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Sweet Meat Pumpkin Corn Chowder

January 29, 2012

 Sweet Meat Pumpkin Corn Chowder

1 Sweet Meat Pumpkin
wash outside well, cut in half, remove seeds. Either microwave (covered) on high for 15 minutes or bake at 350 degrees for 60 minutes in the oven. Scoop out and mash with a fork. Can be frozen

1 cup chopped onion
3-4 cups chicken broth
2 cups creamed corn
stir together and bring to simmer, then add
10 cups mashed sweet meat pumpkin
1/2 teaspoon cayenne pepper
simmer until hot. Serve with dollop of sour cream or greek yogurt and chopped cilantro.
Makes 8 Servings.

Sweet Meat Pumpkin Pasta Bake

January 29, 2012

 Sweet Meat Pumpkin

1 Sweet Meat Pumpkin
wash outside well, cut in half, remove seeds. Either microwave (covered) on high for 15 minutes or bake at 350 degrees for 60 minutes in the oven. Scoop out and mash with a fork. Can be frozen

1 TbspOlive Oil
1 pound ground beef or italian sausage
cook beef and add:
1 onion, chopped
2 cloves garlic
1 Tbsp crushed pepper flakes
1 Tbsp dried sage
1 cup chicken broth
6 cups mashed pumpkin (more or less to taste)
4 cups cooked pasta (any leftover type, rotini, ziti, macaroni, etc)
salt and pepper to taste

pour into baking pan and sprinkle with 4 tbsp parmesan cheese. Bake at 400 F for about 10 minutes to melt the parmesan. Sprinkle with chopped parsley before serving if desired. Makes 4 Servings.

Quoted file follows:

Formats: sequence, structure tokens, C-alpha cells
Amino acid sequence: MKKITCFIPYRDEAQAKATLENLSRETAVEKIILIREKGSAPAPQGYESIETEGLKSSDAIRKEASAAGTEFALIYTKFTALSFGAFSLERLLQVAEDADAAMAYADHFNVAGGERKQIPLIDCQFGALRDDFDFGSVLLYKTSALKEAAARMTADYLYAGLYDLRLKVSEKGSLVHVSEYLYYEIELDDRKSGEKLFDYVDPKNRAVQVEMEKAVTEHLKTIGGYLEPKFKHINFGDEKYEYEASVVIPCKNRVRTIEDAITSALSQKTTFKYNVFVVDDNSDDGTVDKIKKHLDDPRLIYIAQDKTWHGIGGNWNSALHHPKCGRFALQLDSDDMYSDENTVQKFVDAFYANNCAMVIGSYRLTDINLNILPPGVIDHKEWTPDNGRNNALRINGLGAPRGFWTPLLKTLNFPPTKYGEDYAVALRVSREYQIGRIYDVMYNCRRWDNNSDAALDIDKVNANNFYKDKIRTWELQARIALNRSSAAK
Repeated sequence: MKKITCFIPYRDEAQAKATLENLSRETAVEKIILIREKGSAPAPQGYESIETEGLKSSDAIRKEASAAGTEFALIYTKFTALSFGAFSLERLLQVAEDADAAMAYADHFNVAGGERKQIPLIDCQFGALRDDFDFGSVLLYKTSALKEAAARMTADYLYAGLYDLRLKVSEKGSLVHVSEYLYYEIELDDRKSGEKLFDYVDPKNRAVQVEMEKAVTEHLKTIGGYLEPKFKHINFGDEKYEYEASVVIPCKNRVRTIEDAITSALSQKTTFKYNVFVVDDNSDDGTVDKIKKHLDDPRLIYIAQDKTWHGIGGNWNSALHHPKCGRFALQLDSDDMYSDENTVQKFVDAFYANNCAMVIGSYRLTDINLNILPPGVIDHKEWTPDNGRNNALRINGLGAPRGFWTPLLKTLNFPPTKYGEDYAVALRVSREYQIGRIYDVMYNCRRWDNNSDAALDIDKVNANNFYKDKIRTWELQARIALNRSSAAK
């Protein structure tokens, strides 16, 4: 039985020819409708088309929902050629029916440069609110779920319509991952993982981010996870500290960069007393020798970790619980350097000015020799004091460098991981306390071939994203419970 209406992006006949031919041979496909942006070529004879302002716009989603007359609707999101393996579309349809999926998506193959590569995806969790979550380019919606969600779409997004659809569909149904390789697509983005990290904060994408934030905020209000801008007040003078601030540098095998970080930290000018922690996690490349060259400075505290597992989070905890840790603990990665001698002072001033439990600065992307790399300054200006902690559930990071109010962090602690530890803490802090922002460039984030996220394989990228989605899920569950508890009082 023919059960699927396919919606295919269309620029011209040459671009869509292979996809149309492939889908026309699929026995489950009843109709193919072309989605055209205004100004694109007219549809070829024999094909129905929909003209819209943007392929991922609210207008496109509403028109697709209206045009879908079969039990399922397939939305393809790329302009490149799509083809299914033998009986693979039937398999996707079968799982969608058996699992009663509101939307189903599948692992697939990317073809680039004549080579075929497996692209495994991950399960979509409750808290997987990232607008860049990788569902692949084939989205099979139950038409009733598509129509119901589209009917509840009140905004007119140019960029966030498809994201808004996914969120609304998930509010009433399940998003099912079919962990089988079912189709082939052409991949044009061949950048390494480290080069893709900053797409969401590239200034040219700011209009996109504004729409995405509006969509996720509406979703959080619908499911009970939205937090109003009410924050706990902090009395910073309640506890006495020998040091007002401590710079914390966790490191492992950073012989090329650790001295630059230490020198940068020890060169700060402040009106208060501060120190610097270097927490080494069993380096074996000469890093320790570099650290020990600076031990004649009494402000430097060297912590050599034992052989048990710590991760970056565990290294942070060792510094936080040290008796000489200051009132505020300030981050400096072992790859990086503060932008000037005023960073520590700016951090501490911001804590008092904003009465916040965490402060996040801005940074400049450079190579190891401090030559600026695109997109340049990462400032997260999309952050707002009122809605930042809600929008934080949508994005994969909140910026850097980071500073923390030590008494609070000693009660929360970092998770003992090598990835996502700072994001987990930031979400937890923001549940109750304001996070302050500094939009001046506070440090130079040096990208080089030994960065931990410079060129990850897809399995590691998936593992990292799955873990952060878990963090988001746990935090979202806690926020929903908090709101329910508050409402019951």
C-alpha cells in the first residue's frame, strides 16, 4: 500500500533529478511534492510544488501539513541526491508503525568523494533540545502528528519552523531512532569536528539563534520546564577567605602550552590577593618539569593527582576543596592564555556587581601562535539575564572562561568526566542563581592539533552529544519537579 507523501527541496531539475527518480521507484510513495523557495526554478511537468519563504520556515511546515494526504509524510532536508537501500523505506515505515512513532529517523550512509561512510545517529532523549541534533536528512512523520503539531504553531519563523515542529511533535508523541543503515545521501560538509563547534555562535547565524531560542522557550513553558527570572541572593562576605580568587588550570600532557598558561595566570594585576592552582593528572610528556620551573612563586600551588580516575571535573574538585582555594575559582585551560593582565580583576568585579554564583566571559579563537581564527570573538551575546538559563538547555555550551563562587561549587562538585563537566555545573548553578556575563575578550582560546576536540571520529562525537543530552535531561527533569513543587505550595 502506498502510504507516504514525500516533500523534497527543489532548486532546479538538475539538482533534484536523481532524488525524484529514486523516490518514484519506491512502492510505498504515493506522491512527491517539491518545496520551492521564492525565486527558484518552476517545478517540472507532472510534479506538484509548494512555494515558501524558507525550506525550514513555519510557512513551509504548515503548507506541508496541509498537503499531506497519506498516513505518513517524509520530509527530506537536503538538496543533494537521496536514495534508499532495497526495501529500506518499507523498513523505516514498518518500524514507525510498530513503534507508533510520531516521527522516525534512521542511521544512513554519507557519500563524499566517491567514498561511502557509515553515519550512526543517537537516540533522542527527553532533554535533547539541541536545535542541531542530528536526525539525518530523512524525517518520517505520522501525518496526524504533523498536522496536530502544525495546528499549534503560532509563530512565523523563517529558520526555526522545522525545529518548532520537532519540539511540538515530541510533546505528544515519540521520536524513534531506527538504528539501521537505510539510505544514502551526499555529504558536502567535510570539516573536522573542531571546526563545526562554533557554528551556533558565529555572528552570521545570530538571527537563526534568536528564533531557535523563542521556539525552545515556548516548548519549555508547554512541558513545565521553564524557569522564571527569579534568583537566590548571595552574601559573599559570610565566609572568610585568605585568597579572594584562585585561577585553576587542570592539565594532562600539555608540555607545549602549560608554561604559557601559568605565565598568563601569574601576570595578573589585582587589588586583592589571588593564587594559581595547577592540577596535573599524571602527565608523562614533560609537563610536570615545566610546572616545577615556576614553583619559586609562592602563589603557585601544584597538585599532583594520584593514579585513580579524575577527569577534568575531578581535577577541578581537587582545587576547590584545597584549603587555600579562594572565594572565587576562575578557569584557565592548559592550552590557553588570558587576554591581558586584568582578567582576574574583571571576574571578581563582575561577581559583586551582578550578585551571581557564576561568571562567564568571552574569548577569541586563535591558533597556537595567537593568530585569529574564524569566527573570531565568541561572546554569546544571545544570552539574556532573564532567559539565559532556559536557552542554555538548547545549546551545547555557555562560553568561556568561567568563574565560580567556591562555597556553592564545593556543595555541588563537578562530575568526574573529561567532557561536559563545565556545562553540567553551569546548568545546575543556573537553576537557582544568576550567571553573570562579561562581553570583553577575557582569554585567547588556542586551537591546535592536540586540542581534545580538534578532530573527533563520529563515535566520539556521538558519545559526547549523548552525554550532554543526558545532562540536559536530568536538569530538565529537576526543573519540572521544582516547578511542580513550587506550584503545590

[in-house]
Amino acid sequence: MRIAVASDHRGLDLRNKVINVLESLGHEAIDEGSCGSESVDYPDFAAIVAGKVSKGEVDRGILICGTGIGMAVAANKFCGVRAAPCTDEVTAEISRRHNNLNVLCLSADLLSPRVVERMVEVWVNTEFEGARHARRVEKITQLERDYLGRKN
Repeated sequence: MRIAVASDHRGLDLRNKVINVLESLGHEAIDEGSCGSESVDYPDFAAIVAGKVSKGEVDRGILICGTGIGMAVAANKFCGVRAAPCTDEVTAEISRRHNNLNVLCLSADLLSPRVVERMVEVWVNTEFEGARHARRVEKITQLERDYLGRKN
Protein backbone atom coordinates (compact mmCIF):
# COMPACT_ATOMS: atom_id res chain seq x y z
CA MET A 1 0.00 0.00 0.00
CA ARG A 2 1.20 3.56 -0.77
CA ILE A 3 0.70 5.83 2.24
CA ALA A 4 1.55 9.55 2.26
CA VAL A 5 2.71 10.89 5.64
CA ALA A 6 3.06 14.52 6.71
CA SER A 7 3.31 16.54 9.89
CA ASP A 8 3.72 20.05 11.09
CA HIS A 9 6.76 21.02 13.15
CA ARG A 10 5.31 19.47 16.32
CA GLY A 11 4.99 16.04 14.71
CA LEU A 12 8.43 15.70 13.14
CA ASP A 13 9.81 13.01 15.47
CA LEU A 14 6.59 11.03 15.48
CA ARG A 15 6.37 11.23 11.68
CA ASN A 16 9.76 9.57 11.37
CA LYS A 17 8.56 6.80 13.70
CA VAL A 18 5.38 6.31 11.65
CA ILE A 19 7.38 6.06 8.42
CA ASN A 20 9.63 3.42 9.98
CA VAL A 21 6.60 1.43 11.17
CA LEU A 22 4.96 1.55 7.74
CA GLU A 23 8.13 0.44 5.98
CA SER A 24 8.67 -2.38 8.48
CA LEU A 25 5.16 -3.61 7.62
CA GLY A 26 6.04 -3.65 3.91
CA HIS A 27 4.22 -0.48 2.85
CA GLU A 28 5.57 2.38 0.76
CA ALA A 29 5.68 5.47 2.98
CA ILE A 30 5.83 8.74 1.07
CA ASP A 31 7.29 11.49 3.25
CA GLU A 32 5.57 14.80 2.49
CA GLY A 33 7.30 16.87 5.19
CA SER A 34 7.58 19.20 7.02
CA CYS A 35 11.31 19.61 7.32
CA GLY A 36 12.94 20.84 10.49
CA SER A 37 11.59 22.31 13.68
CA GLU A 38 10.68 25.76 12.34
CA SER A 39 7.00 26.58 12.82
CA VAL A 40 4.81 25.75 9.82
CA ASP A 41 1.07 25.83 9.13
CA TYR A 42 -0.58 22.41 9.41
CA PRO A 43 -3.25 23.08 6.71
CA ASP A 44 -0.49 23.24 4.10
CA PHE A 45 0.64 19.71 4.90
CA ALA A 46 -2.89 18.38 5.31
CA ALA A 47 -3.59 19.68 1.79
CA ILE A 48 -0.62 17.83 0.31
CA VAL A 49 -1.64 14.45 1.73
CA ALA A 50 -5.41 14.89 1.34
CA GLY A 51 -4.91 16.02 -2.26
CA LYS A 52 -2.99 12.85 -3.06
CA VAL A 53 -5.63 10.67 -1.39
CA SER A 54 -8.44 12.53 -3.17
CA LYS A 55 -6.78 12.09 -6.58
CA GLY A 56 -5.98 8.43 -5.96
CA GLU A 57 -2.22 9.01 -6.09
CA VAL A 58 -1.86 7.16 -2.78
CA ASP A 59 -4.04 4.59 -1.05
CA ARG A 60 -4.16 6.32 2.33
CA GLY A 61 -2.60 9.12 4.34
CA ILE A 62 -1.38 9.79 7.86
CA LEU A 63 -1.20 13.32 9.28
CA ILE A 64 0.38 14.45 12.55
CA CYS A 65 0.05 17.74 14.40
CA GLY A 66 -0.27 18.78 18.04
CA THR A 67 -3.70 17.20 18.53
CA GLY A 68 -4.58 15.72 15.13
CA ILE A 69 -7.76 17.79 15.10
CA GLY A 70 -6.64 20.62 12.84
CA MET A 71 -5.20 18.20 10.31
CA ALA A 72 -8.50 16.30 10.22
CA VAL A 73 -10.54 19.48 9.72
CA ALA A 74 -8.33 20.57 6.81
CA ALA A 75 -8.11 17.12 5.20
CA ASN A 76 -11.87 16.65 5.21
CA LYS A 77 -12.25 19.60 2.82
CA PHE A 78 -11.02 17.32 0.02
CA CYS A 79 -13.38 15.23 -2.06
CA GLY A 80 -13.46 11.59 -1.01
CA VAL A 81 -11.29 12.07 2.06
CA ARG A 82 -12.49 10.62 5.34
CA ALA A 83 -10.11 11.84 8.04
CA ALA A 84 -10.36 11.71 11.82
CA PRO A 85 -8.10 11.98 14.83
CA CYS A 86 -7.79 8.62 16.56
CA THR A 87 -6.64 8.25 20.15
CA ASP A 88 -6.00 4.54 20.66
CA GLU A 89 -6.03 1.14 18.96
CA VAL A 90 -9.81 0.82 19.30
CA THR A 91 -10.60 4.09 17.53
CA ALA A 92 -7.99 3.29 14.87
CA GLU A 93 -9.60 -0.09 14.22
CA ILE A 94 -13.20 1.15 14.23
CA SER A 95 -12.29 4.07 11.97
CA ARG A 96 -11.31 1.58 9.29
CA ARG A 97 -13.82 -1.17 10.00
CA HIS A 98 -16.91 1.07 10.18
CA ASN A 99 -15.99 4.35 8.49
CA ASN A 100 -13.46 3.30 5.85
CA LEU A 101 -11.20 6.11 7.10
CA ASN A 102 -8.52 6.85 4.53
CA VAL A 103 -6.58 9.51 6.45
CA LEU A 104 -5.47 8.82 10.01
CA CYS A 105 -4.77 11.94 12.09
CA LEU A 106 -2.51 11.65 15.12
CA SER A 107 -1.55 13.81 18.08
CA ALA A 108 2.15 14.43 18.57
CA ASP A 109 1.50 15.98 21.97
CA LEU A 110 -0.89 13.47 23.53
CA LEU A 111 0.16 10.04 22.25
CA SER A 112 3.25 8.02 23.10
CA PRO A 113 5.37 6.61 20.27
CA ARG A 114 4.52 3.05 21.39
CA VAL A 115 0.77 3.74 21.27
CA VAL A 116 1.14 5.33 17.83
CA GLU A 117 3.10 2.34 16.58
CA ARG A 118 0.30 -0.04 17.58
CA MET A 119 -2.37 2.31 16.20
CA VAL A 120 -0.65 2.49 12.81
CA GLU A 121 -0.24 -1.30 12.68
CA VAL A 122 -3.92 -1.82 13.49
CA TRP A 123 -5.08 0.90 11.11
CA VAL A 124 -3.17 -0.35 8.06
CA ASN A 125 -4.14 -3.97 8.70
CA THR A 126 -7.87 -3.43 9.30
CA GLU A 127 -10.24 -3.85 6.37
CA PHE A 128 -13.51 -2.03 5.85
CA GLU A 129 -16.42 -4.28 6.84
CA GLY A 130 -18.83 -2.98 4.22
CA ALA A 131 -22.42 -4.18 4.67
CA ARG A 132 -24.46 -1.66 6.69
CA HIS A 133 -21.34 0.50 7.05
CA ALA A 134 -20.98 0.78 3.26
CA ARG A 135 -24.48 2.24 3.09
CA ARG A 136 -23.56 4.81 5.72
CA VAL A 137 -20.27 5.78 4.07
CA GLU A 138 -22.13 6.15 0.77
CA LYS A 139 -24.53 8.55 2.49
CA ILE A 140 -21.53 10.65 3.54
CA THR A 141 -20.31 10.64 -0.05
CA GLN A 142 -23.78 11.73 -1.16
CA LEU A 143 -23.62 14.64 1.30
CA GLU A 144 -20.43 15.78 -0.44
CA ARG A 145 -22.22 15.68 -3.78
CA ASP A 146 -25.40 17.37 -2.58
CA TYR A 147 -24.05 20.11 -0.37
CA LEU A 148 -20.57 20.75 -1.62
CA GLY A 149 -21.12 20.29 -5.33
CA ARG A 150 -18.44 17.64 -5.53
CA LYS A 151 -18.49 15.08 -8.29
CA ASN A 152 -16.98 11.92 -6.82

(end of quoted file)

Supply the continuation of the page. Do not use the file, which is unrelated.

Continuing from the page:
Christmas Baking – Traditional German Lebkuchen Nutrition Facts

December 4, 2011

Lebkuchen Nutrition Info

I have entered the ingredients including the chocolate and powdered sugar used for the glaze on NutritionData and calculated for 48 cookies per recipe.  If you’re watching your fat intake, skip the chocolate drizzles which adds 2g fat and 13 calories per cookie.
Recipe and Instructions.

Glazed Lebkuchen Heart and Star

Glazed Lebkuchen Heart and Star

Nutrition Info per cookie

Nutrition Info per cookie

Christmas Baking – Traditional German Lebkuchen made EASY

December 3, 2011

Lebkuchen!

Front of unglazed Lebkuchen

Front of unglazed Lebkuchen

A traditional German baked Christmas treat, somewhat resembling gingerbread. Lebkuchen were invented by Medieval monks in Franconia, Germany in the 13th century.

If you have ever tried to make Lebkuchen, you probably think I must be out of my mind to try this at home. This has to be the messiest cookies one can make. Check out my made-EASY step-by-step instruction and amaze your family and friends with these tasty home-made treats!